Light Detection and Ranging (LiDAR)

LiDAR, what is it and why do we need it? Many might ask why it is worthwhile to spend $200 to $300 per square mile to acquire this data. LiDAR technology produces one of, if not the most valuable data sets for remote sensing of the earths surface. The term Lidar stands for Light Detection and Ranging, but in every day language think of it as data collected by bouncing lasers off the earths surface at a high rate of speed creating a very accurate representation of the earths surface very quickly. The National Ecological Observatory Network has developed several short and informative videos on LiDAR and how it works and what it can be used for. Their video "How does LiDAR Remote Sensing Work" is only 8 minutes long but it provides a very clear understandable summary of what it is how it is acquired and what it is used for.

The LiDAR acquired for Maine by the GeoLibrary is specifically georeferenced to locate the data in terms of latitude, longitude and elevation. This data can be used for many purposes including determination of:

  • Land use/land cover
  • Land cover characterization
  • Vegetation classification
  • Buildings and structures
  • Biomass and carbon/Green House gas calculations
  • Transmission and utility maps
  • Emergency response plans
  • Pre- and post-event/disaster planning

In 2009 the Maine State planning Office, Floodplain Program documented the need for LiDAR data acquisition as part of its Interagency Report On Floodplain Mapping to the 124th Legislature. Thirteen state agencies participated in the development of this report and documented the need for LiDAR data and the benefits it would have to their programs.

Statewide LiDAR Acquisition

The Maine GeoLibrary, with support from the Maine Office of GIS continues to work on acquiring LiDAR for the state of Maine. Since 2009 the GeoLibrary has initiated projects that emphasize collaborative partnerships to maximize the size and cost effectiveness of data acquisition. The first project included all of the coastal states in the Northeast from New York to Maine. So far these efforts have accomplished the acquisition of nearly 10,000 sq. mi. of data with vertical accuracies of +/- 18 cm or better.

The USGS 3D Elevation Program (3DEP) initiative was developed to assist states in collecting high resolution topographic data. This program will provide up to 50% matching funds for projects meeting it's specifications. Larger projects of 5,000 sq. mi. or more can command as much as a 20% discount in acquisition costs. Consequently the GeoLibrary is looking forward to participating in this program and is actively searching for partners to pursue applications for this funding.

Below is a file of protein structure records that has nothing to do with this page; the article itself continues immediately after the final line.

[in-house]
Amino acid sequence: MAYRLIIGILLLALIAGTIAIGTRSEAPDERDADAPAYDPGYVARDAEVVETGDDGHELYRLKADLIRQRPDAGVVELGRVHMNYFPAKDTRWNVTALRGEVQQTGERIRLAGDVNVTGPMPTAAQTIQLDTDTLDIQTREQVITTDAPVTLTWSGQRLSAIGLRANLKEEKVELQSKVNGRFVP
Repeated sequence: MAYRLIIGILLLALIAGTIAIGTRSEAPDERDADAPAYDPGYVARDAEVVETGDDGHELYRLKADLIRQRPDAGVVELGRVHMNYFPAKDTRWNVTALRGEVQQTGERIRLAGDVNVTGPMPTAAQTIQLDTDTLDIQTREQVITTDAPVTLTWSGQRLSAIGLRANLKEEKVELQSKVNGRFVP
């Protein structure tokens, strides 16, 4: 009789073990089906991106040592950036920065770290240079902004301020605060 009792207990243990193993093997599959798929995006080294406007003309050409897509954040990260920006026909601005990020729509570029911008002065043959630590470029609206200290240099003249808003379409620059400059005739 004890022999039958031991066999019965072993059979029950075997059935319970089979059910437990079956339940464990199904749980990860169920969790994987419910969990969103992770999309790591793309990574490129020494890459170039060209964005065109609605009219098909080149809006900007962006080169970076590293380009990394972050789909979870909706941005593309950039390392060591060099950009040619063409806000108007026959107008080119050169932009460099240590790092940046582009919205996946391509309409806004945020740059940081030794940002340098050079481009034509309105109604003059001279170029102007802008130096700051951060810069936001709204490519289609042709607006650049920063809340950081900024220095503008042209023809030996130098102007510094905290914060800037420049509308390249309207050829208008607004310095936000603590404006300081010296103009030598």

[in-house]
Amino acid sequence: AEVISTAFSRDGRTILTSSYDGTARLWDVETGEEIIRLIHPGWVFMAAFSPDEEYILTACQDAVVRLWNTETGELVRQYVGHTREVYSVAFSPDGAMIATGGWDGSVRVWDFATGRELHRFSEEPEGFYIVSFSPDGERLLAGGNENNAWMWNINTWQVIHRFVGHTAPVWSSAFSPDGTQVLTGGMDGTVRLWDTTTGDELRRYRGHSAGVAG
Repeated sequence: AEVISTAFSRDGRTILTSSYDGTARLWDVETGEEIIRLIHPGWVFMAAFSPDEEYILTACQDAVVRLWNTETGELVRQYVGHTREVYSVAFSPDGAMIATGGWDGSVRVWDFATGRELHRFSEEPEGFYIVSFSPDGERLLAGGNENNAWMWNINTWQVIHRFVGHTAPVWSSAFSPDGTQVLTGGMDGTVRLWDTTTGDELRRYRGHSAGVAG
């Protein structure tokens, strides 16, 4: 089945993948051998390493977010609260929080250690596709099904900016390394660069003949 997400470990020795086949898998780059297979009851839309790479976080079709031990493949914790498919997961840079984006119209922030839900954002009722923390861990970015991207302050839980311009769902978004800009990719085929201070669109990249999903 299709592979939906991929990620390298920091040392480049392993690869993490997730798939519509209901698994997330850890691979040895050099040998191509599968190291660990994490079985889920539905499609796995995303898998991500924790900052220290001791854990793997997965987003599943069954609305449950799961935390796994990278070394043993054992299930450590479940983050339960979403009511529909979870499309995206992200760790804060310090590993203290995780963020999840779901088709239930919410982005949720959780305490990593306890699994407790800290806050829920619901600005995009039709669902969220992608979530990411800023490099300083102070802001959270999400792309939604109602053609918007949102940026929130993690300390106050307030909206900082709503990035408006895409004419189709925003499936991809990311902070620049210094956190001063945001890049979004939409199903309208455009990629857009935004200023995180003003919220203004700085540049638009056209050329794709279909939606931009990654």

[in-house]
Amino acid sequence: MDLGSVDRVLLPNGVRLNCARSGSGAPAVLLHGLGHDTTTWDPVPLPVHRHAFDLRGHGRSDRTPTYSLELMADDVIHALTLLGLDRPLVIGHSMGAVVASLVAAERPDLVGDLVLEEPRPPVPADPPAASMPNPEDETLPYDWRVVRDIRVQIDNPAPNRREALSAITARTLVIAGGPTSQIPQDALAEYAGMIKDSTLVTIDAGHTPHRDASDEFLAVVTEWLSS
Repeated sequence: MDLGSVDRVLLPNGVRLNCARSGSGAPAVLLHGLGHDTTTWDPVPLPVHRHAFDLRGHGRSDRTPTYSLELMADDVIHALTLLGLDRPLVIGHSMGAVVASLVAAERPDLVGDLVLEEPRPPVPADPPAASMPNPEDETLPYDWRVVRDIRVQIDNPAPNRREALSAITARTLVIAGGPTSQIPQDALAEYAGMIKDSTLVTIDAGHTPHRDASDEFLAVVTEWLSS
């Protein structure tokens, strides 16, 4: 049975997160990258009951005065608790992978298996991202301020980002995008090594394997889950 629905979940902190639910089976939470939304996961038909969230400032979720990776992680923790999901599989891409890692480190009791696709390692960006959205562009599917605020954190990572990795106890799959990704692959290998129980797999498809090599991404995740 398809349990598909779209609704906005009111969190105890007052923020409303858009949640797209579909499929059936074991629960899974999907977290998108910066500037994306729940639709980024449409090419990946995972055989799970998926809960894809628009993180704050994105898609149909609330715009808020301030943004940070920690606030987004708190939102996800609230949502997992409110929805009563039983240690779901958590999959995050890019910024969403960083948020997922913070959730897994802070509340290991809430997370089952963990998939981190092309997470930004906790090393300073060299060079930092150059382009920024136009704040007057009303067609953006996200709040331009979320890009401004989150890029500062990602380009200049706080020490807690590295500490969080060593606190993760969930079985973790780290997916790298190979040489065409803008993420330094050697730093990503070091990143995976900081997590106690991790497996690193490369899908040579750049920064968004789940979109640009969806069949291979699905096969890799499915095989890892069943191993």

Cost Benefit Analysis and Typical Uses of LiDAR Data

LiDAR data provides extensive benefits to numerous diverse economic development interests. The USGS has completed an extensive cost benefit analysis of this program. An analysis of 10 business needs showed a cost benefit of at least 4:1 using the most conservative benefit estimates. A separate analysis fact sheet was completed for each state. A review of the Maine fact sheet shows an annual benefit of $4.73 million annually. This is probably a low estimate considering the fact that data acquisition costs have been falling significantly since the study was first commissioned. The USGS estimate of cost for completing acquisition for the whole state is $10.85 million based on data acquisition costs of over $300/sq. mi. Recent projects have realized a reduction in cost to $252/ sq. mi. and with larger acquisitions of 5,000 sq. mi. or greater we could see competitive pricing of less than $200/ sq. mi.

    • Agriculture and Forestry

    Adam Birr, PhD. D. of the Minnesota Department of Agriculture completed a research project in cooperation with the University of Minnesota. The project was titled "Identifying Critical Portions of the Landscape for Water Quality Protection Using Terrain Analysis" One of the conclusions of this project was that LiDAR Based GIS surveys could be completed in a matter of hours and a county wide study could be completed in just a few weeks, compared to doing an on the ground walking survey that could take years to complete and require thousands of man hours to duplicate.

    Photogrammetric Engineering & Remote Sensing published an interesting article on segmenting trees heights in complex mixed conifer forests on rugged terrain in its January 2012 Vol. 78, No. 1 issue. It was written by Wenkai Li and Winghua Guo are with the Sierra Nevada, Research Institute, School of Engineering, University of California, Merced, CA 95343 (

    For more information on the program check out our links below. To find out how your community can participate in the program contact the Maine GeoLibrary Board. You will find a history of LiDAR acquisition projects at this link.